The expansion of scope of practice for nurse practitioners (NPs) and physician assistants (PAs) in some states, changes in the way health plan benefit packages are structured, and a shortage of primary care physicians (PCPs) helped to drive more visits to NPs and PAs, and fewer to PCPs, according to a report by the Health Care Cost Institute (HCCI). PCP office visits dropped 18% from 2012 to 2016; they rose 129% to NPs and PAs in the same time period. The rise in visits to NPs and PAs accounted for 42% of the drop in PCP visits, the report states.
The HCCI report also notes that there was an overall 2% drop in total primary care office visits and that, on a state-to-state basis, the decline in visits to PCP offices ranged from 6% in Washington, D.C., to 31% in North Dakota.
Scope of practice is defined by states and have changed a lot in the last decade. One of the major issues is whether NPs and PAs can practice independently or require doctor supervision. Point of service and preferred provider structured health plans often allow referrals to specialists to be granted by NPs and PAs, and not solely by PCPs. And some areas just don’t have enough PCPs to handle all the patients, and that’s where NPs and PAs come in handy.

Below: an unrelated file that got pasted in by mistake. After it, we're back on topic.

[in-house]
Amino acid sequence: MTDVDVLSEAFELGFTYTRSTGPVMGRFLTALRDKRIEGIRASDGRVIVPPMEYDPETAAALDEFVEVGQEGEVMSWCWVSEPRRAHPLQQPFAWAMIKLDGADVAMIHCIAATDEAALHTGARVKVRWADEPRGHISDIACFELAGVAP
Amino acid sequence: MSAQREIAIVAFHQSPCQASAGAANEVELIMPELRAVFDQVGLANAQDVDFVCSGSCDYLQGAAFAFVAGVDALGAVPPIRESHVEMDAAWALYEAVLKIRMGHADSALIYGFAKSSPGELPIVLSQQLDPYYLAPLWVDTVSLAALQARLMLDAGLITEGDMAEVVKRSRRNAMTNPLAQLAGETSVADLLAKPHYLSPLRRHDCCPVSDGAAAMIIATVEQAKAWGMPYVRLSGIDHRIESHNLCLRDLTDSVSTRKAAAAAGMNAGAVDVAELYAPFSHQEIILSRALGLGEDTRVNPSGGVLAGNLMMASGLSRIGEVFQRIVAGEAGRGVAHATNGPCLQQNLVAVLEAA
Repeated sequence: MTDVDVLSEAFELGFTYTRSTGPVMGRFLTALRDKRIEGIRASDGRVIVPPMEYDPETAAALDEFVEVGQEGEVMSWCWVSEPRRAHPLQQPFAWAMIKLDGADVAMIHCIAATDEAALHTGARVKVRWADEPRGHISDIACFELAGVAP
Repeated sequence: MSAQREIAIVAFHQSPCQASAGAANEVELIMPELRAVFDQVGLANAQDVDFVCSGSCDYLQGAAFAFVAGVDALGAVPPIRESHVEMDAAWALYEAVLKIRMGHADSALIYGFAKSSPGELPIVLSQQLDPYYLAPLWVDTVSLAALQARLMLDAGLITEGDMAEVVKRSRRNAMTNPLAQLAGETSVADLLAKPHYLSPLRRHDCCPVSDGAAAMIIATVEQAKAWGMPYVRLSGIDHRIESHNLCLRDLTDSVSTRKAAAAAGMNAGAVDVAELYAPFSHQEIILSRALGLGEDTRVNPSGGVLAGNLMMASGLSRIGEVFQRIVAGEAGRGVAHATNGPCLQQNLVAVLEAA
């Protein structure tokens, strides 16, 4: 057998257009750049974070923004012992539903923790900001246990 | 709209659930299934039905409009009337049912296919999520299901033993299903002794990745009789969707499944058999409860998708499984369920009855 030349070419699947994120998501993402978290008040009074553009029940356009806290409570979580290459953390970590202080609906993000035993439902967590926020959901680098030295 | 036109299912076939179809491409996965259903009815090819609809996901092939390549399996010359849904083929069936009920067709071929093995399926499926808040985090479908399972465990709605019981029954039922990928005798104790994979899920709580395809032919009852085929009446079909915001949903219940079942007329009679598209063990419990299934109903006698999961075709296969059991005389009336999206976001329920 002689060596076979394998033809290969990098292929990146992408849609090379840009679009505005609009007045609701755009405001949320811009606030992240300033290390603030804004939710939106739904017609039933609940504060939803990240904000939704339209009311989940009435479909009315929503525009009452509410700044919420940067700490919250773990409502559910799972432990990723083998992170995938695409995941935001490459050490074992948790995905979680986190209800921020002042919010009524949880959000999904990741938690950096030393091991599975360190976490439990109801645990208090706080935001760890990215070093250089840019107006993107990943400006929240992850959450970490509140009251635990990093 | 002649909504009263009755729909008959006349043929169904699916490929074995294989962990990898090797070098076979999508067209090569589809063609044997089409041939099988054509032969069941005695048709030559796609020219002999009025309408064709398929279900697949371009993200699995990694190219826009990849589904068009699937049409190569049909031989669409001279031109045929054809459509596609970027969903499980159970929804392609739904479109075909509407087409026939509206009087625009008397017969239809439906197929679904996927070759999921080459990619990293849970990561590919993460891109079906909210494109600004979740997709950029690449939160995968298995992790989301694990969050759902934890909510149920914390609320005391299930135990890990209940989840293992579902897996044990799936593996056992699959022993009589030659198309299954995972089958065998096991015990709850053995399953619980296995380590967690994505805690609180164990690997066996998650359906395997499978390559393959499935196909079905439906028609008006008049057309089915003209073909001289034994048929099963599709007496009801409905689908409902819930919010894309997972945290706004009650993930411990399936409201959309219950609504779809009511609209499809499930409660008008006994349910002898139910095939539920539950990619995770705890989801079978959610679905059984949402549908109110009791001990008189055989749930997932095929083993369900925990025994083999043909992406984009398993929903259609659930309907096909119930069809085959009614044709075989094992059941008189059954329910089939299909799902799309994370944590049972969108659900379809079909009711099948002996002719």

Where patients got their care did not seem to influence how much they had to pay. “While the utilization of office visits to NPs and PAs increased dramatically over the study period, the substitution did not result in cost savings,” the report states. “Since 2012, the average cost of an office visit to a primary care physician remained closely aligned with the cost of a NP and PA visit. In 2016, the average cost per visit to a primary care physician was $106 compared to $103 for an office visit to a NP or PA.”